Police have 'shot dead poacher'
With high unemployment, residents of the small fishing community of Hawston, Western Cape, say they have no choice but to poach abalone to feed their families.
On the weekend, violence erupted following the funeral of a 19-year-old poacher.
Many residents believe the man was allegedly killed by police officers patrolling the sea against poachers.
Fishing industry expert Shaheen Moola said the Department of Agriculture, Forestry and Fisheries had "completely abandoned" the community of Hawston, which had been cut out from acquiring fishing quotas by larger industry players.
Moola said Agriculture, Forestry and Fisheries Minister Tina Joemat-Pettersson "has never met with the industry or the communities, and this explains why people are poaching".
He said the effect of poaching over the years in Hawston had seen stocks of abalone being decimated.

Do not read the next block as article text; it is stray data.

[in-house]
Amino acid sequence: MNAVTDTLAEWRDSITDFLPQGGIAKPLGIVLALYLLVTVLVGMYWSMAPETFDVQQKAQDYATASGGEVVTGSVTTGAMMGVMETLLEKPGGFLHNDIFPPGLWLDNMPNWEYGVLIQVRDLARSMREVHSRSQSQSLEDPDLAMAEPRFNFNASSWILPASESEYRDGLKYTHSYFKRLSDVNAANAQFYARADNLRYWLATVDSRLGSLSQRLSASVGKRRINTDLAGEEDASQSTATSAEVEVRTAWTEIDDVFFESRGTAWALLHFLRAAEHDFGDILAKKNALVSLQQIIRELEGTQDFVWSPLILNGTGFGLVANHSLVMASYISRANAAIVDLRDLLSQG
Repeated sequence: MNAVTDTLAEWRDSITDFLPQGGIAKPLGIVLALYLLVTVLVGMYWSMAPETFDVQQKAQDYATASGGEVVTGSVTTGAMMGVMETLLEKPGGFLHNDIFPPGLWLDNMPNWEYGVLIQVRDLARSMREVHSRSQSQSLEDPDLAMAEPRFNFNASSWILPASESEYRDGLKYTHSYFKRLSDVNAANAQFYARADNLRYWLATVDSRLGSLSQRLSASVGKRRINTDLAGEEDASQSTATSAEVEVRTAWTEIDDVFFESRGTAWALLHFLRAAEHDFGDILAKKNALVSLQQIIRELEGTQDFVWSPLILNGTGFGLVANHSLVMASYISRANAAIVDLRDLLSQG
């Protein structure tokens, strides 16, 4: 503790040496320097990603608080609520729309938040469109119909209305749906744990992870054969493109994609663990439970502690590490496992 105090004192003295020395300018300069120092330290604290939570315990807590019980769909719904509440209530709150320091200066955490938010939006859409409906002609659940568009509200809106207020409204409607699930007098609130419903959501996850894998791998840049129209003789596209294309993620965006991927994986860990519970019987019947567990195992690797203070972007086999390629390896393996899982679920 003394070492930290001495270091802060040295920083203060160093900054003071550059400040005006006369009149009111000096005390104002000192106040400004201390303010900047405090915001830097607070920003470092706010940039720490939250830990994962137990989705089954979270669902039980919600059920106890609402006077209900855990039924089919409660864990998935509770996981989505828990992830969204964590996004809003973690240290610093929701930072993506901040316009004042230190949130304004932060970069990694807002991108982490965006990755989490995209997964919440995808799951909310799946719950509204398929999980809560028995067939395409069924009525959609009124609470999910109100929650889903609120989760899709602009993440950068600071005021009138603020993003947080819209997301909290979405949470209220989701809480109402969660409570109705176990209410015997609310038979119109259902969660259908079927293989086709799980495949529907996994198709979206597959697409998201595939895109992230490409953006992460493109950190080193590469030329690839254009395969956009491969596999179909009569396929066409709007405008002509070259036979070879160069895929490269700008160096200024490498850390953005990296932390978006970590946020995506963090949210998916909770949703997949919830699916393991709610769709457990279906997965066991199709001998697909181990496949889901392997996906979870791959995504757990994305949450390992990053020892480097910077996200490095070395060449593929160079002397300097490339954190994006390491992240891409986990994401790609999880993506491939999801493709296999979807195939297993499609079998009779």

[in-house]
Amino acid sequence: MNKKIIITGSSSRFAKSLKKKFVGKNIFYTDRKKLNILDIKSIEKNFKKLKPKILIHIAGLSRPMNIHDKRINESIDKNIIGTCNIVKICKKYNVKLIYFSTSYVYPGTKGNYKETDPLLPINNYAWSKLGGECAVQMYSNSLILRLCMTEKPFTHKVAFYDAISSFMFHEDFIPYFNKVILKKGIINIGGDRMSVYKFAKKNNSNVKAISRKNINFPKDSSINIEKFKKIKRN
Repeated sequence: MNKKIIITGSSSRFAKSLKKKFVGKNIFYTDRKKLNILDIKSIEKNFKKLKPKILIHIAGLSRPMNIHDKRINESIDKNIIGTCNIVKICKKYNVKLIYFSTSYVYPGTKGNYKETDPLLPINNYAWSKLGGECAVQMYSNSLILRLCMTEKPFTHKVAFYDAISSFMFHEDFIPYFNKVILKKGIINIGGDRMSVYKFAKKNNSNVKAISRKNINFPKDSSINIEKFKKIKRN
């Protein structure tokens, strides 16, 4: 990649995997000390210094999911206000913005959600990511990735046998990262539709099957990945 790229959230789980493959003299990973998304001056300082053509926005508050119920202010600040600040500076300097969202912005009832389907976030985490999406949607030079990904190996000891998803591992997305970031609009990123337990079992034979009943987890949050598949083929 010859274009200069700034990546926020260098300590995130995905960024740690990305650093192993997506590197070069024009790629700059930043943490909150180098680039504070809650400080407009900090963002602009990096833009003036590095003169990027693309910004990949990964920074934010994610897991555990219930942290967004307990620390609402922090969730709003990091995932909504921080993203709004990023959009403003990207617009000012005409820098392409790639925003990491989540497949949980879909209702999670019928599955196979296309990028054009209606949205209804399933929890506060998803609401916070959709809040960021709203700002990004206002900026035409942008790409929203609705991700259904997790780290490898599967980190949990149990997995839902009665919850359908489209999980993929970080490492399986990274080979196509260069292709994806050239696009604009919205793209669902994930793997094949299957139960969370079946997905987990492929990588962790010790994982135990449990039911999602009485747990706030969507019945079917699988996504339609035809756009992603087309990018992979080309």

Moola said the last eight deputy director-generals, tasked with fisheries had no experience of the industry.
Steven Figaji allegedly drowned two weeks ago, while out at sea poaching for abalone.
But his friends and neighbours insist that he was allegedly murdered by police officers from the special unit.
Yesterday, officials from the Independent Police Investigative Directorate arrived in the town, which is about 100km from Cape Town to interview the community.
Rico da Silva, 27, who had been diving with Figaji on the day of his death refutes the police version of a drowning.
"We've been diving together for a while, and he's been diving since he was in Grade 7 and there's no way that he would've drowned, while wearing a wetsuit and flippers," he said.
He said Figaji had swam towards the police officers, who were patrolling the waters in jet skis.
"They encircled him, causing waves which hit him, and later they plucked him out of the water," said Da Silva.
Though police did not catch him with any abalone, Da Silva said he was arrested for being in a restricted area.
He will appear in the Hermanus Magistrate's Court on December 11.